2216 Pennsylvania Ave. Wilmington, 571-1492
Surf and turf, milk-fed veal, peekytoe crab
The Columbus Inn closed in 2007, and that’s still hard to fathom. Even if you’d never eaten at the Columbus Inn, you knew it was an important place. You knew it had history, and you knew powerful people hung out there.
I associated the Columbus Inn mainly with special occasions. It’s staggering to think of all the anniversary, birthday, engagement and graduation celebrations those dark wooden walls had seen. Somehow, you felt those memories when you walked inside.
When Louis Capano & Associates bought the building and saved it from repurposing limbo (what ever happened to those condos, anyway?) it initiated an extensive physical overhaul and modernizing effort. Floors were refinished, ceilings were ripped out, new furniture was purchased and the kitchen was rebuilt.
Perhaps miraculously, after all that, the Columbus Inn still feels special, still feels important. The new owners shot for a compromise between Old Columbus Inn and New Columbus Inn, and it works. At its best, Columbus Inn strikes a remarkable balance between classic and modern. This is the Columbus Inn of the 21st century: contemporary and sleek with all of its signature brawn intact. The U-shaped bar remains untouched, and even some of the new features—a stone entrance, the (slightly brighter) dark wooden walls, the expensive whiskeys—have a stoic feel. Need more proof? There’s Old School Onion Soup on the lunch menu, and New School Onion Soup on the dinner menu.
The new owners hired wisely, too. Theirs is a very talented staff that includes general manager Richard Snyder, designer Ron Fenstermacher and acclaimed Philadelphia chef Chris D’Ambro. At 25, D’Ambro has built quite a reputation in the Philly restaurant scene for his work at Bocca, where he was responsible for such upscale culinary wizardry as citrus-cured foie gras torchon with blueberry mostarda and pink peppercorn-infused tapioca pearls.
D’Ambro doesn’t need to unleash such nouveau elements on Wilmington. He has wisely crafted a menu that’s both modern and accessible, with plenty of muscle. There’s still an element of meat-and-potatoes, which is smart, but now it’s grilled deckle with curried almonds, and surf-and-turf means seared scallops and beef short ribs. (The sacred Caesar salad, of course, does not get messed with.)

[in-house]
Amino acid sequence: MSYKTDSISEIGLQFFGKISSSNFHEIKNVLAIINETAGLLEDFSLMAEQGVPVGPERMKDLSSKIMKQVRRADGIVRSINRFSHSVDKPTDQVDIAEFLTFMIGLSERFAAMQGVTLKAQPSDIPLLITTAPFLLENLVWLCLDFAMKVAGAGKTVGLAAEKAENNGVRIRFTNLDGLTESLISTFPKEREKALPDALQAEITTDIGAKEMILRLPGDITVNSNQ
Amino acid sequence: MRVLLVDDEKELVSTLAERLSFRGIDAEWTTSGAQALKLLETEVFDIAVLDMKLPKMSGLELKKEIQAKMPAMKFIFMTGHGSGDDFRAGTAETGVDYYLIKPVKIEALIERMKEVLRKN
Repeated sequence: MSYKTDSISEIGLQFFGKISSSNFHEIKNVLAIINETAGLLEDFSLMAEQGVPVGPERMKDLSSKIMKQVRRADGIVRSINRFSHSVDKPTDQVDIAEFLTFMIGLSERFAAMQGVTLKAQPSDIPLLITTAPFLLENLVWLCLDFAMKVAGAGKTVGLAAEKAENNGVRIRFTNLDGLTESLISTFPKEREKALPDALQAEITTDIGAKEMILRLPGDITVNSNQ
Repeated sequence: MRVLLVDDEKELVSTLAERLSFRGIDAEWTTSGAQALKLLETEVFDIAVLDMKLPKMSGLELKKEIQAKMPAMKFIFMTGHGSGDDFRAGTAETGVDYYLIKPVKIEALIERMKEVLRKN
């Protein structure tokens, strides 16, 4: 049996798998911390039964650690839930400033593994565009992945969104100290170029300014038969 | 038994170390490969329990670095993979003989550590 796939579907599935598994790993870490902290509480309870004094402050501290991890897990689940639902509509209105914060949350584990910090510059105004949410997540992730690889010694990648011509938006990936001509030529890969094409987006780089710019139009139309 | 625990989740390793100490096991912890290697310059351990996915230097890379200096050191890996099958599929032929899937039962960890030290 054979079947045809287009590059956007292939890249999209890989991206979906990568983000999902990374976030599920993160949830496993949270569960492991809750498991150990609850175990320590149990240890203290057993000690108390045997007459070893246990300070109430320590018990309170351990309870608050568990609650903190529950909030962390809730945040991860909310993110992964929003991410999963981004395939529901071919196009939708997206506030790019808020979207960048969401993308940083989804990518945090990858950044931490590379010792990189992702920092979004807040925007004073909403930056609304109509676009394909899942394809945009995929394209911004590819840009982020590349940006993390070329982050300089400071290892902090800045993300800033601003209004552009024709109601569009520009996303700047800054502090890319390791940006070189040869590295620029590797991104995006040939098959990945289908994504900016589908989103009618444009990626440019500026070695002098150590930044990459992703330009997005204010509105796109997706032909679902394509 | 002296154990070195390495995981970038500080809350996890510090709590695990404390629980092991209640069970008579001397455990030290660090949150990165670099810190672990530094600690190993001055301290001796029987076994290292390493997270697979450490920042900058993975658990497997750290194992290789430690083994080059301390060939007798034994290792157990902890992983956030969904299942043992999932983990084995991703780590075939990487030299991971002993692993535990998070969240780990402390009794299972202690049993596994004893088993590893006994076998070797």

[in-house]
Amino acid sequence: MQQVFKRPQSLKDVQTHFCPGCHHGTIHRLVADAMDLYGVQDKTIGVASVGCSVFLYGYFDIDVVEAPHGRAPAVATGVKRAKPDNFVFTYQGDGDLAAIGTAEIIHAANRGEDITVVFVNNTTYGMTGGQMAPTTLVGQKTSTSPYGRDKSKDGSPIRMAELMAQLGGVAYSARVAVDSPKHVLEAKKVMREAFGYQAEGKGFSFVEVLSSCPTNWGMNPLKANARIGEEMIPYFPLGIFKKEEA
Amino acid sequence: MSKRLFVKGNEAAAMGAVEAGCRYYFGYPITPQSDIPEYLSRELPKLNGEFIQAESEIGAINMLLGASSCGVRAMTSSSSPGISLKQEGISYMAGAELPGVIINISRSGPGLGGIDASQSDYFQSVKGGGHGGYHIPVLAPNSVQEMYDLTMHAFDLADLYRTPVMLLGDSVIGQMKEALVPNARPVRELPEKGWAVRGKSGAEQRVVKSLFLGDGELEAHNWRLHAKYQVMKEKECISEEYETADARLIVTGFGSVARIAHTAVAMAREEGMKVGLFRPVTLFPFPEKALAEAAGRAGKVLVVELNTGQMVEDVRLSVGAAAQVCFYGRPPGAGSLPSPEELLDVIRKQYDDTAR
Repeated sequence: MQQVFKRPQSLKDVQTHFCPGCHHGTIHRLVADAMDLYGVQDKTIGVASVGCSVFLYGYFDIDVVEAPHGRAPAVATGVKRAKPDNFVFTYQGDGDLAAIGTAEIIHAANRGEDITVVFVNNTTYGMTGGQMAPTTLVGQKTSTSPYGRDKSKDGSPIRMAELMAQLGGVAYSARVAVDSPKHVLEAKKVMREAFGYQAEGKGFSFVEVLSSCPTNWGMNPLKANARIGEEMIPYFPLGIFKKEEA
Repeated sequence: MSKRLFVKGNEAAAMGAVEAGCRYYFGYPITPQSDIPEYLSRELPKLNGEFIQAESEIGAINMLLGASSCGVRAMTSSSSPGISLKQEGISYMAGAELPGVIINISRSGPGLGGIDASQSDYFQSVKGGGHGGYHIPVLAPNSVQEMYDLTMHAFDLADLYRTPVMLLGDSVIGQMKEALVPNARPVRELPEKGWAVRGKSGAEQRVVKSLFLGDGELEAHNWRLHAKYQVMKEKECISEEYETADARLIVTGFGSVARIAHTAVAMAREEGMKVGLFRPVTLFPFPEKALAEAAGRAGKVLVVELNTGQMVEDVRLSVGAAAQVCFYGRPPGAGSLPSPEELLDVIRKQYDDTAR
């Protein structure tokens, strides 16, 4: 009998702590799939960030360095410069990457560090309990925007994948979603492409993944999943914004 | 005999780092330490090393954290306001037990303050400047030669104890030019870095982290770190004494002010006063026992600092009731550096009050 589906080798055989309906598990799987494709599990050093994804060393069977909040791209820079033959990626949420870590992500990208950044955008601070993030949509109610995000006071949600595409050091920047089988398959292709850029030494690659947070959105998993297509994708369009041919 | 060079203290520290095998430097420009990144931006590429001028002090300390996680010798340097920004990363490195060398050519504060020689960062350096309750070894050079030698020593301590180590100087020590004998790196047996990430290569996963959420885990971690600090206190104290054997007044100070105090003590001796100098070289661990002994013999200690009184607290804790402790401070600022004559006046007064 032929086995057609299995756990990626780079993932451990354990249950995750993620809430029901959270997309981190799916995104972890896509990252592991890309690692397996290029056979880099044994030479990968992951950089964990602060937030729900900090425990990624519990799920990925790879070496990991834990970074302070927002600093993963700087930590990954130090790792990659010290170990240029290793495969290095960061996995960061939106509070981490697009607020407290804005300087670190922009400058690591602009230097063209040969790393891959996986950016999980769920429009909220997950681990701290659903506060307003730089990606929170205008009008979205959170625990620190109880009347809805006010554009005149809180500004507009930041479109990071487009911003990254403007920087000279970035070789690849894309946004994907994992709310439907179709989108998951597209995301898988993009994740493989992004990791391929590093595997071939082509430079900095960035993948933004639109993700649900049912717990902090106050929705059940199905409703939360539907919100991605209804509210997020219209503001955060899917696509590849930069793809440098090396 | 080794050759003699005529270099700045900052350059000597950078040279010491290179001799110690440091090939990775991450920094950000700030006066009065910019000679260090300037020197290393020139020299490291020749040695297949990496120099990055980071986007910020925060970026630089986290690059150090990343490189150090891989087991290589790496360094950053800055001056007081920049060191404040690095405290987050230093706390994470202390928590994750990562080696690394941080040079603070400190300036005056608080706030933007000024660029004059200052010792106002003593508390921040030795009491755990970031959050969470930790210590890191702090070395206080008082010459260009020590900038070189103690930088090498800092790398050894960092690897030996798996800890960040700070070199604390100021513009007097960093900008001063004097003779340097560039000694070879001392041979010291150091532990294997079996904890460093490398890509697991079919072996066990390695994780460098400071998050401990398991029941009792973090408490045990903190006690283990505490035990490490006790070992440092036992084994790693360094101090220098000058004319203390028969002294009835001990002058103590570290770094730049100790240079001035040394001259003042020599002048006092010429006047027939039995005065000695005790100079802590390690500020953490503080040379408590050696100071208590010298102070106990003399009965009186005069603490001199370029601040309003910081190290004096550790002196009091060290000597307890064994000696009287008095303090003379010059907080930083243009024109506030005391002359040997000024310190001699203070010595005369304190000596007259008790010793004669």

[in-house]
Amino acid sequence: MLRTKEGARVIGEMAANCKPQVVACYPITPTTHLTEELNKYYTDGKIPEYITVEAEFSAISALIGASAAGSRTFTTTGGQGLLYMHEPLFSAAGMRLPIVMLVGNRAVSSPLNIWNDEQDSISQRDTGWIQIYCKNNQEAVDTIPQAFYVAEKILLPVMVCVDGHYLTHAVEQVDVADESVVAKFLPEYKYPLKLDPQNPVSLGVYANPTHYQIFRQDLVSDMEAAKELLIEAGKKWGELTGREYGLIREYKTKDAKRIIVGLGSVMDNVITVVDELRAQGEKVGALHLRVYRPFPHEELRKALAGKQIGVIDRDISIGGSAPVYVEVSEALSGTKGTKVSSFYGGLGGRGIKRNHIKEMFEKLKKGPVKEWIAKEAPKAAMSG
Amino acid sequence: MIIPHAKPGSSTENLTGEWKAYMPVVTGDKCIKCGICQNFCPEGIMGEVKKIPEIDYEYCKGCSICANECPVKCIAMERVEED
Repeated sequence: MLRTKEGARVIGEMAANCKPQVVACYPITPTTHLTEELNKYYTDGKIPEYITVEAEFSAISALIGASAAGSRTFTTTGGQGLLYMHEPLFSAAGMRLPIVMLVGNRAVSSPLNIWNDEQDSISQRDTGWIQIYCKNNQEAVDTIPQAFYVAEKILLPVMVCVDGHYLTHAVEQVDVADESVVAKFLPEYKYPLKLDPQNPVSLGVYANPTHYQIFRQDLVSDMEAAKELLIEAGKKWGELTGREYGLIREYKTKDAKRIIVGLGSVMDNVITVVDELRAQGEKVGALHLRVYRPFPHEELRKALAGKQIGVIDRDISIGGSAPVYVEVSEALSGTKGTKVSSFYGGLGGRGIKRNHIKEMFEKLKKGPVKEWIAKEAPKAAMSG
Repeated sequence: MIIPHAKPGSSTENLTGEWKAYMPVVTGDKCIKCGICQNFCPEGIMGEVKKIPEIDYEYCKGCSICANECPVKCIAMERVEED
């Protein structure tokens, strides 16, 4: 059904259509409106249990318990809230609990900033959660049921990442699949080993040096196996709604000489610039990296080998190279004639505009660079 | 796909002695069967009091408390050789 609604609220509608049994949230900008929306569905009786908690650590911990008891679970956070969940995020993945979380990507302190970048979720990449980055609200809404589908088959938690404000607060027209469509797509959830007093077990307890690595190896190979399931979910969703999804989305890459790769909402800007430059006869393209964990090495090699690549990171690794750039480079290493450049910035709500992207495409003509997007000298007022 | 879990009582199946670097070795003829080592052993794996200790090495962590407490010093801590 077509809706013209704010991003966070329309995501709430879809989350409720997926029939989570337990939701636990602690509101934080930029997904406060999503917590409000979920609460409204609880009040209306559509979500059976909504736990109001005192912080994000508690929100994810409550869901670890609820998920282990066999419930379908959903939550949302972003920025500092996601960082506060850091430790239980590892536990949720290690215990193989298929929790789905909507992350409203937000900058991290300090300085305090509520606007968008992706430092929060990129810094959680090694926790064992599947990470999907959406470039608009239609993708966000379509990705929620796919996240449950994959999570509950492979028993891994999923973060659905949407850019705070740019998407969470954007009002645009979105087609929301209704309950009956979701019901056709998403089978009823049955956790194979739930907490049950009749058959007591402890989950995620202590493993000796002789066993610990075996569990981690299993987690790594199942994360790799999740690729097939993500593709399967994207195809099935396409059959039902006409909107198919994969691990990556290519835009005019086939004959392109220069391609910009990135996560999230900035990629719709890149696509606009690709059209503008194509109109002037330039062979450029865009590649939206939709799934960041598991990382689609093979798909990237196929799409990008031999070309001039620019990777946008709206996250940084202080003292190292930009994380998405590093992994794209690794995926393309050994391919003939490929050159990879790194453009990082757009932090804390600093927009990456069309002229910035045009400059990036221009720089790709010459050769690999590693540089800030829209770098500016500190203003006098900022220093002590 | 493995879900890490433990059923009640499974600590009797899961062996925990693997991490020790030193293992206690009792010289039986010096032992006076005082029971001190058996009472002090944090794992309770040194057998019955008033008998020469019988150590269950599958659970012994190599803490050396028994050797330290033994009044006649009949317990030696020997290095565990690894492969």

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That’s not to say the menu is heavy. One of the best dishes I had was a fresh summer salad made from watermelon, cucumber and peekytoe crab meat. The thin cucumber slices cloaked sweet hunks of melon, balancing each other enough to let the crab shine through. Small dots of miso paste across the plate provided perfect dabs of salt that illuminated each flavor.
Much like the inn’s interior design, D’Ambro’s dishes were consistently well-balanced. Be it ham and cheese sandwich or beef tartare, his kitchen rarely missed a mark.
New School French onion soup (“new school,” I suppose, because it doesn’t have the melty cheese and giant, soggy crouton in it) arrived in a mini cast-iron crock. Contained within was a deeply rich and flavorful broth that caressed like velvet. A single short rib ravioli hid inside, and miniature rounds of Gruyére grilled cheese lined the plate. (There’s your bread and melty cheese after all.)
Elsewhere, perfectly cooked veal medallions yielded a tender and supple pink center. Pooled beneath in a chestnut-colored jus was a delicious sweetbread and mushroom ragoût, whose nutty and woodsy notes rolled into the brightness of celery greens and pickled shaved carrot. The sweetbreads, whose preparation is one of the most painstaking processes in all of cooking, were rendered ductile and al dente with a creamy interior.
From the new-look bar, retouched in vibrant reds with decorative rivets and cushy hightops, I scooped marrow from a huge beef bone that was bisected lengthwise to boost its visual impact. A layer of breadcrumb-herb crust cracked like brûlé on top of fatty, gooey, salty marrow to spread on toast points. It was the sort of robust indulgence that suits the new Columbus Inn so well.
House-made agnolotti and Indian-inspired stuffed red bell pepper are light plates, but dishes that also fit the mold. The pasta joined sweet summer corn, chanterelle mushrooms and slivers of truffle to create a dish that was equally rustic and refreshing. The roasted pepper, one of the menu’s few vegetarian options, sheltered black lentils and homemade paneer cheese. A stack of panisse, or chick pea fritters, presided nearby.
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The fritters could’ve used some sauce, but that’s about as critical as one can be. Dishes that were less memorable (only because you can get them anywhere), like steak frites and croque madame, were executed perfectly. (One non-food gripe: What’s the point of valet service when there’s a perfectly big, open parking lot on site?)
Even desserts were impressive. One, an artful deconstruction of an ice cream sundae, molded a thin, semi-firm ribbon of chocolate ganache into the shape of a rollercoaster loop. Beside it were a quenelle of chamomile ice cream with homemade toffee crunch and marshmallows. Cherry jam pooled beneath. And while Arnold Palmer cocktails are en vogue at most taverns, it’s surprising so few have had the foresight to make iced tea and lemonade into sorbet. D’Ambro, also the inn’s pastry chef, makes it as good as it sounds.
It feels good to have the Columbus Inn back and humming along in steady hands. The buzz inside was palpable, and the dining room was fully booked each night I visited.
Between courses, I took a minute to soak in the scene. A woman nearby was opening a birthday present from her son. A very well-known Realtor was saddling himself onto a barstool. A round of Manhattans passed en route to a table with a server in suspenders and a tie. Suddenly I felt underdressed for such a special occasion.